A cool animation by a film student makes a great point about fear.

Vancouver Film School student Nata Metlukh made one very cool animation all about fear. Take a look:

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The animation makes a pretty simple (and helpful) point that's often forgotten: Fear isn't always bad.

See, we all face fear. Fear of critters, fear of heights, fear of losing our jobs, fear of losing small spaces, fear of heartbreaks.


Images by Nata Metlukh.

Many of our fears are associated with negative experiences and feelings.

So we've even come to fear fear itself. And rightfully so: Fear can have bad consequences for us, especially for the nearly 3.3 million American adults who suffer from anxiety.

Severe anxiety is like living with overwhelming fear and dread that stops you from functioning normally day-to-day. That's not a fun way to live. At all. In these cases, fear stops us from living.

But we often forget to ask the question "Why is fear there in the first place?"

Fear alerts us that our body is under siege, and it allows us to respond in ways that protect us. For example, a fear of cars can make us cautious when we go through a crosswalk.

Not having that kind of fear might land us in unfortunate situations.

Fear is an evolutionary emotion that can help us survive.

And studies have shown that fear is a natural part of human evolution that has helped us survive for centuries. For example, a recent study from Columbia University implies that humans evolved to fear spiders over millions of years, which helps protect us from these venomous critters. Other studies suggest that a fear of snakes — which can be cool, but can also kill us! — was an evolutionary trait as well.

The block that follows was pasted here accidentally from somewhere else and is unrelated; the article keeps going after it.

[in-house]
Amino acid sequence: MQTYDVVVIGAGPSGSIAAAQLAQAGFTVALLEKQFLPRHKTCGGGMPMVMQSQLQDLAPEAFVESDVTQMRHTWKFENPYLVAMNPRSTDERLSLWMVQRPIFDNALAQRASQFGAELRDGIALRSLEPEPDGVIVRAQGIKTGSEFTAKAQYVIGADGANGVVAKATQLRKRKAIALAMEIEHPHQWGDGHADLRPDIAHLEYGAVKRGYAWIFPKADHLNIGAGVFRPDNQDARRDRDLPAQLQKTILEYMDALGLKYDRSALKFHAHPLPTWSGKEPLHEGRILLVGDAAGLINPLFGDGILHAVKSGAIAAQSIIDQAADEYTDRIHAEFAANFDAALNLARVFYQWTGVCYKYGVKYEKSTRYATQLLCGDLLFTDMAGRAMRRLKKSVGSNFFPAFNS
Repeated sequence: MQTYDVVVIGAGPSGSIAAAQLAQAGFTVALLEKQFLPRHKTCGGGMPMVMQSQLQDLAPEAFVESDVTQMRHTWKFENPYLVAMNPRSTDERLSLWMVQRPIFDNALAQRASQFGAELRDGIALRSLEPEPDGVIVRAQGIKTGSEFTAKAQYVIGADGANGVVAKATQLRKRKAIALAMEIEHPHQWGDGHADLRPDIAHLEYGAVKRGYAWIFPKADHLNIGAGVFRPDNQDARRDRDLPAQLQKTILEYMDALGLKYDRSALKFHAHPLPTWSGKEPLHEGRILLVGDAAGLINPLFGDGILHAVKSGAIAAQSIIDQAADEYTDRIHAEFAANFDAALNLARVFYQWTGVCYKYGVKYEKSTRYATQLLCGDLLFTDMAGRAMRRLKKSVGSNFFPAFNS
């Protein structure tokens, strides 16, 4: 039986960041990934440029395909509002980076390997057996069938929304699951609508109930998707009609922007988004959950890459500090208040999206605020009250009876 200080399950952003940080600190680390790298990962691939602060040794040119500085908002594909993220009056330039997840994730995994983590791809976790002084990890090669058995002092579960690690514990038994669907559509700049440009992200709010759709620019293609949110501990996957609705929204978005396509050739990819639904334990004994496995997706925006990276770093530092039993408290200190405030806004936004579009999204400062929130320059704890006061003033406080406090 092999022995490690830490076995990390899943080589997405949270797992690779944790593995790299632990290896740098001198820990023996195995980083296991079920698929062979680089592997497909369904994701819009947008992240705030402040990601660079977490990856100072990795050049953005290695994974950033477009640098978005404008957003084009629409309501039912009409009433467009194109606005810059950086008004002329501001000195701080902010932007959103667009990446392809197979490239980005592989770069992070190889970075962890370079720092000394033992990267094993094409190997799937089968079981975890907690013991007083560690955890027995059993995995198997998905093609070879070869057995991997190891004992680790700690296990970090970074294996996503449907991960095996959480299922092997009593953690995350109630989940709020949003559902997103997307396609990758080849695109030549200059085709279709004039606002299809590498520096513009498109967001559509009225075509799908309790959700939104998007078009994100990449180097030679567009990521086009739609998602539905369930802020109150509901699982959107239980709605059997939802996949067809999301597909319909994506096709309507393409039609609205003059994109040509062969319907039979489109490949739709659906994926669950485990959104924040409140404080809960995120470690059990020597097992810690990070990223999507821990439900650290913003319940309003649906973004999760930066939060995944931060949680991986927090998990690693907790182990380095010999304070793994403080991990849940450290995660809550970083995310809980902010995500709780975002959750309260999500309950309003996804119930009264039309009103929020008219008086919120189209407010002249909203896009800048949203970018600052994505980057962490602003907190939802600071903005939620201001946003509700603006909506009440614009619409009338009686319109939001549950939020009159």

So stop beating yourself up for being afraid! And remember: fear isn't always the bad guy. Sometimes, it might just save your life.



The gaming world is not a safe place for women. A British study found that more than half of female gamers have experienced verbal abuse, 40% have received obscene messages, and 10% have been threatened with rape while playing online.

Female game reviewers are prime targets for male harassment as well. "I don't know any women in the industry who haven't experienced [harassment]," Kallie Plagge, a reviewer at GameStop.com told The Daily Beast."It varies by how outspoken you are on Twitter, for example, but I think we all get demoralizing comments, whether it's about our appearance or about the things we say."

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